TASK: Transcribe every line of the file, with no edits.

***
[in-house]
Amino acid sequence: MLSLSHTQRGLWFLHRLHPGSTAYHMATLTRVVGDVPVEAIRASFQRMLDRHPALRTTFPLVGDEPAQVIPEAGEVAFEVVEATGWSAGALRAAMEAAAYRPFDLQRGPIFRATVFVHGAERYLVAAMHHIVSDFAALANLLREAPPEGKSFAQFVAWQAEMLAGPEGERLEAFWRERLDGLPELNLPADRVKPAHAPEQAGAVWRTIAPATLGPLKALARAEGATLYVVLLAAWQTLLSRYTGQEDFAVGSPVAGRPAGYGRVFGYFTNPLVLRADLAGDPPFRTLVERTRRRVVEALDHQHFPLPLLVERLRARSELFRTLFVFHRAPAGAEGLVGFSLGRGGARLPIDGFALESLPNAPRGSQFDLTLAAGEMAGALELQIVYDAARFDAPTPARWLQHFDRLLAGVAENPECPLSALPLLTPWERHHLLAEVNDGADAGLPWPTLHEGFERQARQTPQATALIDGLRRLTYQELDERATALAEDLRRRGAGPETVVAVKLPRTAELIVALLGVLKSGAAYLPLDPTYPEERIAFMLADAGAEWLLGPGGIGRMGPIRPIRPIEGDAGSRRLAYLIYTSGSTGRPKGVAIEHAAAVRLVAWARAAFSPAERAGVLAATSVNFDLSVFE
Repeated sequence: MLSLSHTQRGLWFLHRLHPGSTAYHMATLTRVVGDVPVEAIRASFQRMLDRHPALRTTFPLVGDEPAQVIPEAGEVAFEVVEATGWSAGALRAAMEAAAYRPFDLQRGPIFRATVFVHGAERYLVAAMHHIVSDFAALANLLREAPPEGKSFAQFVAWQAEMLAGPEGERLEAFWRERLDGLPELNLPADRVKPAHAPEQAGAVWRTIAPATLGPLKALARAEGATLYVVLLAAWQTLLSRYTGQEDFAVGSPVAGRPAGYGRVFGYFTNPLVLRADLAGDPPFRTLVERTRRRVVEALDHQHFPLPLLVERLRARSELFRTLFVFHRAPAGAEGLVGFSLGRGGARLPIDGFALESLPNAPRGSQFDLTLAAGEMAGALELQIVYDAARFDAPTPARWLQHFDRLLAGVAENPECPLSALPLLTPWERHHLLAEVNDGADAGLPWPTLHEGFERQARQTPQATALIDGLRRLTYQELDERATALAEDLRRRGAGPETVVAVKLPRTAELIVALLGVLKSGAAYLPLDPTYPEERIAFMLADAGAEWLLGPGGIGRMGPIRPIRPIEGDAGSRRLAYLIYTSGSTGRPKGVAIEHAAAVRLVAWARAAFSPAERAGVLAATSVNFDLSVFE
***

[in-house]
Amino acid sequence: MLSLSHTQRGLWFLHRLHPGSTAYHMATLTRVVGDVPVEAIRASFQRMLDRHPALRTTFPLVGDEPAQVIPEAGEVAFEVVEATGWSAGALRAAMEAAAYRPFDLQRGPIFRATVFVHGAERYLVAAMHHIVSDFAALANLLREAPPEGKSFAQFVAWQAEMLAGPEGERLEAFWRERLDGLPELNLPADRVKPAHAPEQAGAVWRTIAPATLGPLKALARAEGATLYVVLLAAWQTLLSRYTGQEDFAVGSPVAGRPAGYGRVFGYFTNPLVLRADLAGDPPFRTLVERTRRRVVEALDHQHFPLPLLVERLRARSELFRTLFVFHRAPAGAEGLVGFSLGRGGARLPIDGFALESLPNAPRGSQFDLTLAAGEMAGALELQIVYDAARFDAPTPARWLQHFDRLLAGVAENPECPLSALPLLTPWERHHLLAEVNDGADAGLPWPTLHEGFERQARQTPQATALIDGLRRLTYQELDERATALAEDLRRRGAGPETVVAVKLPRTAELIVALLGVLKSGAAYLPLDPTYPEERIAFMLADAGAEWLLGPGGIGRMGPIRPIRPIEGDAGSRRLAYLIYTSGSTGRPKGVAIEHAAAVRLVAWARAAFSPAERAGVLAATSVNFDLSVFE
Repeated sequence: MLSLSHTQRGLWFLHRLHPGSTAYHMATLTRVVGDVPVEAIRASFQRMLDRHPALRTTFPLVGDEPAQVIPEAGEVAFEVVEATGWSAGALRAAMEAAAYRPFDLQRGPIFRATVFVHGAERYLVAAMHHIVSDFAALANLLREAPPEGKSFAQFVAWQAEMLAGPEGERLEAFWRERLDGLPELNLPADRVKPAHAPEQAGAVWRTIAPATLGPLKALARAEGATLYVVLLAAWQTLLSRYTGQEDFAVGSPVAGRPAGYGRVFGYFTNPLVLRADLAGDPPFRTLVERTRRRVVEALDHQHFPLPLLVERLRARSELFRTLFVFHRAPAGAEGLVGFSLGRGGARLPIDGFALESLPNAPRGSQFDLTLAAGEMAGALELQIVYDAARFDAPTPARWLQHFDRLLAGVAENPECPLSALPLLTPWERHHLLAEVNDGADAGLPWPTLHEGFERQARQTPQATALIDGLRRLTYQELDERATALAEDLRRRGAGPETVVAVKLPRTAELIVALLGVLKSGAAYLPLDPTYPEERIAFMLADAGAEWLLGPGGIGRMGPIRPIRPIEGDAGSRRLAYLIYTSGSTGRPKGVAIEHAAAVRLVAWARAAFSPAERAGVLAATSVNFDLSVFE